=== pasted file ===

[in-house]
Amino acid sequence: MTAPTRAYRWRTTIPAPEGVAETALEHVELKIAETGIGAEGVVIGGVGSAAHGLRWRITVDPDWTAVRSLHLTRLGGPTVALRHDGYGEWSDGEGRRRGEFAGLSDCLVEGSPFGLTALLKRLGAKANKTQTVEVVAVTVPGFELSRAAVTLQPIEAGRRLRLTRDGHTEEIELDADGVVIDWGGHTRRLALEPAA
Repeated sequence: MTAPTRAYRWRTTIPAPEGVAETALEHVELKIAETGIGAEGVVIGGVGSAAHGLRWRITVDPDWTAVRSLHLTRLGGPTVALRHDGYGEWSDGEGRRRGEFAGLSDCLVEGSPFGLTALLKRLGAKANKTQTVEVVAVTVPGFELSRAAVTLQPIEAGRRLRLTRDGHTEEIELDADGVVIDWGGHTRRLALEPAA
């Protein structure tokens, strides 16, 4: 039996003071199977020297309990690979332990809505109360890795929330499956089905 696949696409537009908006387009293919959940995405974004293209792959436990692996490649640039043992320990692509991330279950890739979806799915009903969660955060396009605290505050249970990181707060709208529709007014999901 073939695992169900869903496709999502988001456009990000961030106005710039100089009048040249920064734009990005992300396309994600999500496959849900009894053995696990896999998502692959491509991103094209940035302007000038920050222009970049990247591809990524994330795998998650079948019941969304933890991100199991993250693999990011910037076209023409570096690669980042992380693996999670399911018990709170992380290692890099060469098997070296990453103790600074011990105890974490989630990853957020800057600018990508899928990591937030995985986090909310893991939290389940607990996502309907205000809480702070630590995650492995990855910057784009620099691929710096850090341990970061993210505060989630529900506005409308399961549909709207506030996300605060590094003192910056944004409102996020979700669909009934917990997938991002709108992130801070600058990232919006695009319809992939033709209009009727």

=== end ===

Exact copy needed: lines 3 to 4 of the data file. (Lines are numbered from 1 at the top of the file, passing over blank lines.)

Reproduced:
Repeated sequence: MTAPTRAYRWRTTIPAPEGVAETALEHVELKIAETGIGAEGVVIGGVGSAAHGLRWRITVDPDWTAVRSLHLTRLGGPTVALRHDGYGEWSDGEGRRRGEFAGLSDCLVEGSPFGLTALLKRLGAKANKTQTVEVVAVTVPGFELSRAAVTLQPIEAGRRLRLTRDGHTEEIELDADGVVIDWGGHTRRLALEPAA
């Protein structure tokens, strides 16, 4: 039996003071199977020297309990690979332990809505109360890795929330499956089905 696949696409537009908006387009293919959940995405974004293209792959436990692996490649640039043992320990692509991330279950890739979806799915009903969660955060396009605290505050249970990181707060709208529709007014999901 073939695992169900869903496709999502988001456009990000961030106005710039100089009048040249920064734009990005992300396309994600999500496959849900009894053995696990896999998502692959491509991103094209940035302007000038920050222009970049990247591809990524994330795998998650079948019941969304933890991100199991993250693999990011910037076209023409570096690669980042992380693996999670399911018990709170992380290692890099060469098997070296990453103790600074011990105890974490989630990853957020800057600018990508899928990591937030995985986090909310893991939290389940607990996502309907205000809480702070630590995650492995990855910057784009620099691929710096850090341990970061993210505060989630529900506005409308399961549909709207506030996300605060590094003192910056944004409102996020979700669909009934917990997938991002709108992130801070600058990232919006695009319809992939033709209009009727």